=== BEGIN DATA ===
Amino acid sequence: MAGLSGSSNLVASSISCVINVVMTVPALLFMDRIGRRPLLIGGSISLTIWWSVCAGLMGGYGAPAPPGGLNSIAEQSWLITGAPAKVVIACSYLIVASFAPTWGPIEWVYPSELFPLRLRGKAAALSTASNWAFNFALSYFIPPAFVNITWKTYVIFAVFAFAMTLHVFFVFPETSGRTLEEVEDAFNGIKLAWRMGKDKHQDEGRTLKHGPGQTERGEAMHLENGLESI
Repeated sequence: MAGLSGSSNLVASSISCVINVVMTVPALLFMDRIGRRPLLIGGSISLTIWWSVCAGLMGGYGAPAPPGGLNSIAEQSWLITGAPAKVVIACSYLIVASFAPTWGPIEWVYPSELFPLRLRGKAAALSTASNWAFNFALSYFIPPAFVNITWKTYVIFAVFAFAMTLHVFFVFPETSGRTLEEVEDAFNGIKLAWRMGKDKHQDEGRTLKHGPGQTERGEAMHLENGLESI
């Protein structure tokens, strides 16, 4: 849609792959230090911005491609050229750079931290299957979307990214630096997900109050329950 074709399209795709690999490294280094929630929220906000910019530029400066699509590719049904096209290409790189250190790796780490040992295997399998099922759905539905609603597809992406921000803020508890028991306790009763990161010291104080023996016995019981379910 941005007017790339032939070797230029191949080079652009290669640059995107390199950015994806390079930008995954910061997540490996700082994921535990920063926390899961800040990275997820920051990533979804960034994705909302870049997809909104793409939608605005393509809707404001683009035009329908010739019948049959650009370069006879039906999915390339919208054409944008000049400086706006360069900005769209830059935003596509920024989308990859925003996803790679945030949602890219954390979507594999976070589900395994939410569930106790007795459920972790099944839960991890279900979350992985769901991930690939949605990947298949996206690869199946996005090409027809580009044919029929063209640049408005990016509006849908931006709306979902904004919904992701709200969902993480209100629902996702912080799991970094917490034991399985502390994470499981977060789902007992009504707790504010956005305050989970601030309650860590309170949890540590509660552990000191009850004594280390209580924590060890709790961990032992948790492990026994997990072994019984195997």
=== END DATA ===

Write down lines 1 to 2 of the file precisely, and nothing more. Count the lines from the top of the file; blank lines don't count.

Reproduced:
Amino acid sequence: MAGLSGSSNLVASSISCVINVVMTVPALLFMDRIGRRPLLIGGSISLTIWWSVCAGLMGGYGAPAPPGGLNSIAEQSWLITGAPAKVVIACSYLIVASFAPTWGPIEWVYPSELFPLRLRGKAAALSTASNWAFNFALSYFIPPAFVNITWKTYVIFAVFAFAMTLHVFFVFPETSGRTLEEVEDAFNGIKLAWRMGKDKHQDEGRTLKHGPGQTERGEAMHLENGLESI
Repeated sequence: MAGLSGSSNLVASSISCVINVVMTVPALLFMDRIGRRPLLIGGSISLTIWWSVCAGLMGGYGAPAPPGGLNSIAEQSWLITGAPAKVVIACSYLIVASFAPTWGPIEWVYPSELFPLRLRGKAAALSTASNWAFNFALSYFIPPAFVNITWKTYVIFAVFAFAMTLHVFFVFPETSGRTLEEVEDAFNGIKLAWRMGKDKHQDEGRTLKHGPGQTERGEAMHLENGLESI